especially just so many children who have known nothing but war. back to you, chris. >> bill neely, thank you so much. and it truly is just a little ray of hope when you see that some of these children who have broken our hearts are okay now. i want to go to msnbc's cal perry. we were talking about bana, the 7-year-old, cal, who has been tweeting daily. her mother, we've come essentially to know them and the horror of their situation. i understand her mom gave an interview via skype to nbc news. what can you tell us, cal? >> she's become so symbolic of the struggle that so many syrians are facing in the other urban areas and spoke as her daughter slept and it was the first time in a long time we've been able to see her daughter sort of sleeping in a safe place. her mother said that she's sad to be leaving as so many refu e refugees are, take a listen. >> she is very sad because she
left her home and school and her garden. but even they were bombed, but they, she had some feeling, she is very, very, very, very, very sad and she's saying, mom, we shall ever come some day. >> so many children and so many vulnerable orphans, people like bana are now headed, as you heard bill neely say, to idlib, to the west of aleppo. unfortunately, the government is starting to sort of close in on that area as well. and all of this is sort of turning into a swap for those who remain alive in syria. you have government supporters living in rebel areas and rebel supporters living in government areas and these are turning into sort of these massive swaps, basically hostage situations and
unfortunately, bana likely to find herself in another similar type of situation. >> what a revealing interview, even though the home she knows is under siege, it's still home for her. her friends are still her friends and the idea she doesn't know if she'll be able to go home again, just adding to the tragedy. thank you so much, cal perry for your reporting on this. appreciate i have the. here at home, a wedding turned tragic when a tree fell on the wedding party. we'll have those details next.
picture and when it was their turn, they stepped up, started taking pictures and the tree unexpectedly camerashing down. in california, a park filled with the sound of chain saws as frantic emergency crews pulled victims out underneath huge branches and a toppled tree top. >> it was an odd sound. >> reporter: witnesses were under the same tree faking photos for a quincinera and then a wedding party gathered to take their pictures. >> they noticed they watched the tree fall and went straight. but the tip of the tree got most of them. >> reporter: cell phone video shows from all over the park, strangers ran to help. >> there was this lady with a little baby. and i didn't know what to do, but she was screaming so i hold the baby and i put it down and she has a very big bump in her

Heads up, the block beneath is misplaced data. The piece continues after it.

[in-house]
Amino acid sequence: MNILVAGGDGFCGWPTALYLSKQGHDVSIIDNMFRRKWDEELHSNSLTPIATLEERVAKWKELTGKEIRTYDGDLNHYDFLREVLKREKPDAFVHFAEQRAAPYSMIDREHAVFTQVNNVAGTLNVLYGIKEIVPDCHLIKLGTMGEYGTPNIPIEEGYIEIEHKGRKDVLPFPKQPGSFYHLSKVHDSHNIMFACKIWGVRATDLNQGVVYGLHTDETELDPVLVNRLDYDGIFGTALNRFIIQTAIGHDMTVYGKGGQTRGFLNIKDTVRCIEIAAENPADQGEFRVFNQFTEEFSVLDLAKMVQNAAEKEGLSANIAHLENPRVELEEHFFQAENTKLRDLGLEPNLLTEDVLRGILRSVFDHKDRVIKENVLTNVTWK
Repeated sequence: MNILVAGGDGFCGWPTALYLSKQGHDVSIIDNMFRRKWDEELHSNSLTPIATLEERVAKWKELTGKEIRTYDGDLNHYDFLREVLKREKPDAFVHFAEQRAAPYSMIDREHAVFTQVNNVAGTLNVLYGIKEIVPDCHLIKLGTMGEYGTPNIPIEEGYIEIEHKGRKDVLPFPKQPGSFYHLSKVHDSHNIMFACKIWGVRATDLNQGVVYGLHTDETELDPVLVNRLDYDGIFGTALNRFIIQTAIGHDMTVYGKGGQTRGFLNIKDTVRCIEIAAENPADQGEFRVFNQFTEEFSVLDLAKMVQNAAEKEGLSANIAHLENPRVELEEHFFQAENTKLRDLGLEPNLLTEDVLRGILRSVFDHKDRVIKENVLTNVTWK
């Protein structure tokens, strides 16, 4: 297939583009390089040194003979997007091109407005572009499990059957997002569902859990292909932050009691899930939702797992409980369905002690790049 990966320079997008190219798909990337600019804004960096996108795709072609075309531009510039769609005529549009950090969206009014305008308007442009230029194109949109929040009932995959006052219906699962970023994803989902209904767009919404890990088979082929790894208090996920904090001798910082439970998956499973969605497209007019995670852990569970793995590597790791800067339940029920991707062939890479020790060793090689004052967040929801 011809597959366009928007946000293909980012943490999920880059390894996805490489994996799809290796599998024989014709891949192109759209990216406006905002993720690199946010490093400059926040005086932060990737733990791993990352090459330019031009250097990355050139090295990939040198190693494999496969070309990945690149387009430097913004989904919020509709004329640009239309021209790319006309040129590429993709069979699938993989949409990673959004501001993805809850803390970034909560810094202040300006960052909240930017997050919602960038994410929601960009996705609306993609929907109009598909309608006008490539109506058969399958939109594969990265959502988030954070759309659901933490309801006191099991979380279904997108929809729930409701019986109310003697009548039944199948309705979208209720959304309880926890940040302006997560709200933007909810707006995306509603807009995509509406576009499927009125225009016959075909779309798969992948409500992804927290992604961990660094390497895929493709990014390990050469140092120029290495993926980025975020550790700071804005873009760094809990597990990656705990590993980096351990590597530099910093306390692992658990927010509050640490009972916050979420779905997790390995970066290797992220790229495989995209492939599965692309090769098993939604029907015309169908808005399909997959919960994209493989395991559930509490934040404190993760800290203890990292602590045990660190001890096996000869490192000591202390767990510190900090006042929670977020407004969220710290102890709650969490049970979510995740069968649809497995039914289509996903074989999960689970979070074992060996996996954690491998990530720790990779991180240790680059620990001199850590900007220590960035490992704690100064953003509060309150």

head. it was bleeding. they both were bleeding. it was blood all over. >> reporter: firefighters pulling out victim after victim, trapped and crushed by the tree while a small child prayed with his family nearby and in the middle of all the chaos, witnesses describe seeing the bride. >> they had the bride in their arms. limbls in the way of them gettig out. so me and another gentleman yanked up a huge chunk of the tree off. >> reporter: overnight, a family member confirmed the mother of the bride was killed. five others taken to the hospital including a 4-year-old girl in critical condition. the entire park now closed off as investigators wait for an arborist to determine why the tree fell with no wind. the question, whether anymore trees in the park could pose a danger after a wedding celebration turned to unbearable grief. it did rain in the area on friday. it happened on saturday so now an arborist is expected to go to that park to see if that may have contributed to the accident and meanwhile, the 4-year-old